Understanding second argument to errors.As method

Why does the second argument to the errors.As method need to be a pointer to a pointer?

func main() {
	if _, err := os.Open("non-existing"); err != nil {
		var pathError *fs.PathError
		if errors.As(err, &pathError) {
			fmt.Println("Failed at path:", pathError.Path)
		} else {

When trying to just use a pointer to an error type, from gopls, I get second argument to errors.As must be a non-nil pointer to either a type that implements error, or to any interface type. I don’t quite get the error.

Hello there. You are passing pointer to a value, since As function needs to assert type of the error and assign it to a passed value, according to docs:

// As finds the first error in err’s tree that matches target, and if one is found, sets
// target to that error value and returns true. Otherwise, it returns false.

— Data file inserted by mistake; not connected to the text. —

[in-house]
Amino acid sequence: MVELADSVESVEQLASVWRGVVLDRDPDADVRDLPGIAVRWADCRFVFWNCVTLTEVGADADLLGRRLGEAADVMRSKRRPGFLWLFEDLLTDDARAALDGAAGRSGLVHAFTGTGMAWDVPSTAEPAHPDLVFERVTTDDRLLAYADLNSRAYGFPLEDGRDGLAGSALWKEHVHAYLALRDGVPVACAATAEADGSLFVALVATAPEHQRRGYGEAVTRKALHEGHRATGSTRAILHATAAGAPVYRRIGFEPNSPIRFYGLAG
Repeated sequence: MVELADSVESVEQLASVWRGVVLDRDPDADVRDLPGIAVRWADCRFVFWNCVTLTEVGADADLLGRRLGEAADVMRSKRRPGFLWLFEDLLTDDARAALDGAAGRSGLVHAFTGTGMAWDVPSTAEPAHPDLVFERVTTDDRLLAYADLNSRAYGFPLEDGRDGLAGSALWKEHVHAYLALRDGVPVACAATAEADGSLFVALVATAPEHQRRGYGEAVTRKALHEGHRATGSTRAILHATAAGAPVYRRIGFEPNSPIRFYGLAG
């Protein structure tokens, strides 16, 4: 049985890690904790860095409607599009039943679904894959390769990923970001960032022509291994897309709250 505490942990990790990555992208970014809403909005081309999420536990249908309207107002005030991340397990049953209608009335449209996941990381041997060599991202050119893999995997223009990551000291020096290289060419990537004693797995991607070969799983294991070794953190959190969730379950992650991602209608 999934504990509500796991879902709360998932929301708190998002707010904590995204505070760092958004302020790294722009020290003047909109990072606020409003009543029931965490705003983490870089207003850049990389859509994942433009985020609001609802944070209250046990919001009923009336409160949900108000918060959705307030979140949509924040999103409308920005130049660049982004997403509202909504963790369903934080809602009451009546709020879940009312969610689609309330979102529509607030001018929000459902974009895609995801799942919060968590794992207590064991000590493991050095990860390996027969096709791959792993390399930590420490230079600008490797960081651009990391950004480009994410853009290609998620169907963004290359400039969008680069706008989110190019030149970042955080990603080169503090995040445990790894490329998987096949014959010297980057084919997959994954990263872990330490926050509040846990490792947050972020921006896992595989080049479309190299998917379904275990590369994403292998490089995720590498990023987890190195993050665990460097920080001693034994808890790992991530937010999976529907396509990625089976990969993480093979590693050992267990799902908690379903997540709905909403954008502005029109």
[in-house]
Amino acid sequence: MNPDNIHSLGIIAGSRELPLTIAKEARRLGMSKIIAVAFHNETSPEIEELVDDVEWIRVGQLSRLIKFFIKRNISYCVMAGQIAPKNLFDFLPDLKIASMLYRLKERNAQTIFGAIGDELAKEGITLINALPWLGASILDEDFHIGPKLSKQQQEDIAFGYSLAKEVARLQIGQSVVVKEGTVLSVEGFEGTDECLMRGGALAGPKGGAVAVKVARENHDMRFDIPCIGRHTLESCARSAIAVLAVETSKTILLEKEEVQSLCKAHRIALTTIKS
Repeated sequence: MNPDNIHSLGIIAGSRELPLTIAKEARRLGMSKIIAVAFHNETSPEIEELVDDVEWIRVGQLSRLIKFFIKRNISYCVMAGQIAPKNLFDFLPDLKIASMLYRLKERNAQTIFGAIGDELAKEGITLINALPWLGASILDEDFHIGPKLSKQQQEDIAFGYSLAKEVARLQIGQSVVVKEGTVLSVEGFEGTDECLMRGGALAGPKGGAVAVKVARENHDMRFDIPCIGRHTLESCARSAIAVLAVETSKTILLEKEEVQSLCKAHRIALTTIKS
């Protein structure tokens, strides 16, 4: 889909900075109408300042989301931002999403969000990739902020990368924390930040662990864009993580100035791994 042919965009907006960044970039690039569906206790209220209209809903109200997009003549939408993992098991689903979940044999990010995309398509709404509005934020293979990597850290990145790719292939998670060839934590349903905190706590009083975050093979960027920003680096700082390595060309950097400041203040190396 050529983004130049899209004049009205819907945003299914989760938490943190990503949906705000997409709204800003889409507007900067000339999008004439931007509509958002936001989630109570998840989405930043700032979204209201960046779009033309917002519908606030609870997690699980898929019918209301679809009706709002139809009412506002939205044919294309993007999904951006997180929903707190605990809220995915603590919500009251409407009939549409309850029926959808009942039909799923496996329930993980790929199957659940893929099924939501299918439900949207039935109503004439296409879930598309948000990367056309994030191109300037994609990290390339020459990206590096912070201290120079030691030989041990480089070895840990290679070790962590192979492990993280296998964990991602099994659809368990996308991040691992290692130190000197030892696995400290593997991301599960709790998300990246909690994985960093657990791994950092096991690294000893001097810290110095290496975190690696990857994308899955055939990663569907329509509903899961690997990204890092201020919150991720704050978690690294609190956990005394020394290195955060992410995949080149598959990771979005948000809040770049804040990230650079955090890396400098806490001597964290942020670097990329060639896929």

Sorry, but could you explain a bit. I still don’t get it.

The error says that the the second argument of errors.As should be a pointer to the type that implements error. In this case, the type that implements error is *fs.PathError (not fs.PathError). So, “a pointer to the type that implements error” means “a pointer to the *fs.PathError” which means **fs.PathError.

Sometimes, it doesn’t have to be a pointer to pointer. Here is an example: The Go Playground. In this example, the error type is MyCustomError (not *MyCustomError), that’s why we can just pass MyCustomError.

Note that, we can also create a custom method As to convert between error. Here is an example: The Go Playground. In this example, ErrorA implements As, so we can match between ErrorA and ErrorB.

Now, if your question is “why did Go design it like this?”, here is my point of view: errors.As has to accept a pointer as their second argument. It has to. Otherwise, they can’t modify it. Only when we pass a pointer we can modify it. Of course, they can make a special case, maybe if the target is already a pointer, we don’t have to make it a pointer to pointer. But, that will be confusing because there is a special handling for pointer. It would be easier if we just use a general rule for all types.

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I finally get it. Thank you very much!!